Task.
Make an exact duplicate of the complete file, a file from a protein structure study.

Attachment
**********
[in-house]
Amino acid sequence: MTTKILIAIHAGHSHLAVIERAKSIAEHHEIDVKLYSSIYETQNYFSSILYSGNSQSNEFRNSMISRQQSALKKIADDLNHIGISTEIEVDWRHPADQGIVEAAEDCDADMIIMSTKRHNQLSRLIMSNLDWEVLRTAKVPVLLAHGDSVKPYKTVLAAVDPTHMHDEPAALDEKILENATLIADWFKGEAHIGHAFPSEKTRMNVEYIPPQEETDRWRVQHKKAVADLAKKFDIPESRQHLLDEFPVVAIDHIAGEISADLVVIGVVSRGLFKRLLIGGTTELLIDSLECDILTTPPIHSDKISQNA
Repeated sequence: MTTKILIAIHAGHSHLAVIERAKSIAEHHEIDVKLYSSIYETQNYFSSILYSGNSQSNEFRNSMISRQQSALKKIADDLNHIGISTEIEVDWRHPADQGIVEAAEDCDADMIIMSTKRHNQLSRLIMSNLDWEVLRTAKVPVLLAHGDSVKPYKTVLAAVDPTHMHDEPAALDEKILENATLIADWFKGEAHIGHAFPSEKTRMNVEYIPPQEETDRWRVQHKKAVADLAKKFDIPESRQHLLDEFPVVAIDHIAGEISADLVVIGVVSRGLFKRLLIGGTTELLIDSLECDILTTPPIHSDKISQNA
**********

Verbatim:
[in-house]
Amino acid sequence: MTTKILIAIHAGHSHLAVIERAKSIAEHHEIDVKLYSSIYETQNYFSSILYSGNSQSNEFRNSMISRQQSALKKIADDLNHIGISTEIEVDWRHPADQGIVEAAEDCDADMIIMSTKRHNQLSRLIMSNLDWEVLRTAKVPVLLAHGDSVKPYKTVLAAVDPTHMHDEPAALDEKILENATLIADWFKGEAHIGHAFPSEKTRMNVEYIPPQEETDRWRVQHKKAVADLAKKFDIPESRQHLLDEFPVVAIDHIAGEISADLVVIGVVSRGLFKRLLIGGTTELLIDSLECDILTTPPIHSDKISQNA
Repeated sequence: MTTKILIAIHAGHSHLAVIERAKSIAEHHEIDVKLYSSIYETQNYFSSILYSGNSQSNEFRNSMISRQQSALKKIADDLNHIGISTEIEVDWRHPADQGIVEAAEDCDADMIIMSTKRHNQLSRLIMSNLDWEVLRTAKVPVLLAHGDSVKPYKTVLAAVDPTHMHDEPAALDEKILENATLIADWFKGEAHIGHAFPSEKTRMNVEYIPPQEETDRWRVQHKKAVADLAKKFDIPESRQHLLDEFPVVAIDHIAGEISADLVVIGVVSRGLFKRLLIGGTTELLIDSLECDILTTPPIHSDKISQNA